At a recent family gathering my 12-year old nephew asked me, "Daniel, why is your house twice as big as everyone in our family?"
Deeply startled by his question, I realized that he was right. How did I have a house that was twice as big as everyone in my whole entire extended family?
After deep introspection, I thought about the times when a dozen of us were cramped into a small, two-bedroom apartment. Since my youth, I knew I wanted a home big enough to host my big family. This purposed was engrained far before I even knew what I wanted!
People always ask me, “Daniel, what separates you from other people?” There’s one answer that keeps playing in my mind:
In the midst of dozens of family members, I began to study each one. I wondered, "What have they achieved? What have they done for humanity? What was their greatest achievement in life? When they are gone from this world, what will they be remembered for?"
After inspecting each family member, I noticed that most of them had never achieved notable success. Some of them have had claims to fame. Few of them have served a massive amount of people. However, none of them were great achievers. They haven’t contributed much to society and had little to show for it.
Your wealth is the sum total of your entire contribution to society.
Perhaps they did in their own mind. The majority came from a foreign 3rd-world country, which could be considered a success. Others had held a job for twenty years. Another person donates 50% of her monthly income to the church. One person had eight children. But were these earth shattering successes? Did they dramatically improve the world?
That night, it dawned on me that this was the best question I could ask myself:
What did I produce in my lifetime?
This question could change your life. if you look at your entire life, you'll realize that you've either done a lot or not enough. It's black or white. There's no gray area. You either served many people or you didn't.
When I talk to elderly people (Over 70 Years), I find that they usually regret one thing: They didn't take enough risks. In short, they didn't get enough done for a multitude of reasons.
Now there could be four major objections:
The family person could say: "you can never spend enough time with your family." But did we say you had to sacrifice all your family time to reach your goals?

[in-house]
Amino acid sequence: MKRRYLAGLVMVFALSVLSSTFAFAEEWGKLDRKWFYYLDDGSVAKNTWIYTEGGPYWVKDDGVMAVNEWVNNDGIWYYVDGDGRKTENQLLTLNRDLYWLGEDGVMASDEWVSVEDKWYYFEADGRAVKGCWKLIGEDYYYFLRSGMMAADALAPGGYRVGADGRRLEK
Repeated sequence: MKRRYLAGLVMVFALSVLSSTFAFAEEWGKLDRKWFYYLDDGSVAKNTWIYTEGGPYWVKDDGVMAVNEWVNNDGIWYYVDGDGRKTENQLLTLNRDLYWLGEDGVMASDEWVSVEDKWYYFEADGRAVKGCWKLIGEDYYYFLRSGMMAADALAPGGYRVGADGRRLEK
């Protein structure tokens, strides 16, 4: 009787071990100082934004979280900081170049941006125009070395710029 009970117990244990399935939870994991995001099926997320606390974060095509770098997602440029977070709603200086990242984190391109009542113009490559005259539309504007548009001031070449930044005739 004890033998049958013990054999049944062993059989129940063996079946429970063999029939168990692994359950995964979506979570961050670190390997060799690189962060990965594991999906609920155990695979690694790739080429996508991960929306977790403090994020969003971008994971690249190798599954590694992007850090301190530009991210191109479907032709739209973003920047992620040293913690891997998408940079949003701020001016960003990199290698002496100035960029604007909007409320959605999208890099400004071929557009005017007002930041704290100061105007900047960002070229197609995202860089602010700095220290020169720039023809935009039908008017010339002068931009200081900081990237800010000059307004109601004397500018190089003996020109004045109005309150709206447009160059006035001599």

The broke, but 'happy' person could say, "Money doesn't make you happy." They could have had a happy life because they spent all the money they earned with the people they love.
The materialistic over-achiever could also say "those who die with the most toys win." Yes, he or she could have achieved much, but material wealth doesn't always determine success and happiness.
The disadvantaged person might say, "I was born in a 3rd world country/didn't have the time or resources/didn't have the health." But who said they couldn't produce bountifully, even with these obstacles in life?
Regardless of all these objections, the main question the world will ask us is "What did YOU produce?" The world won't care about your family, your money, your status, your predicament, or anything else.
The world will ask you, "What did you produce?" -Daniel Ally
For instance, if you don't work, you don't eat. It doesn't matter where you are. However, if you were disadvantaged in some way, the world would consider the circumstance and favor you in some way. History has proven this through the lives of millions of people.
Moreover, external circumstances will never stop the real achiever. It's more about what you do internally. For instance, saving money is the same, no matter where you are in the world. So is writing your goals on paper or making major decisions in life. It's what you do with what you have that makes you successful.
What have you produced in your life? What did you do for others? How did you serve on a higher level? Degrees, awards, promotions, and certificates can count, but only if they've helped you to serve on a higher level.
List your achievements on paper right now. What products did you create? What services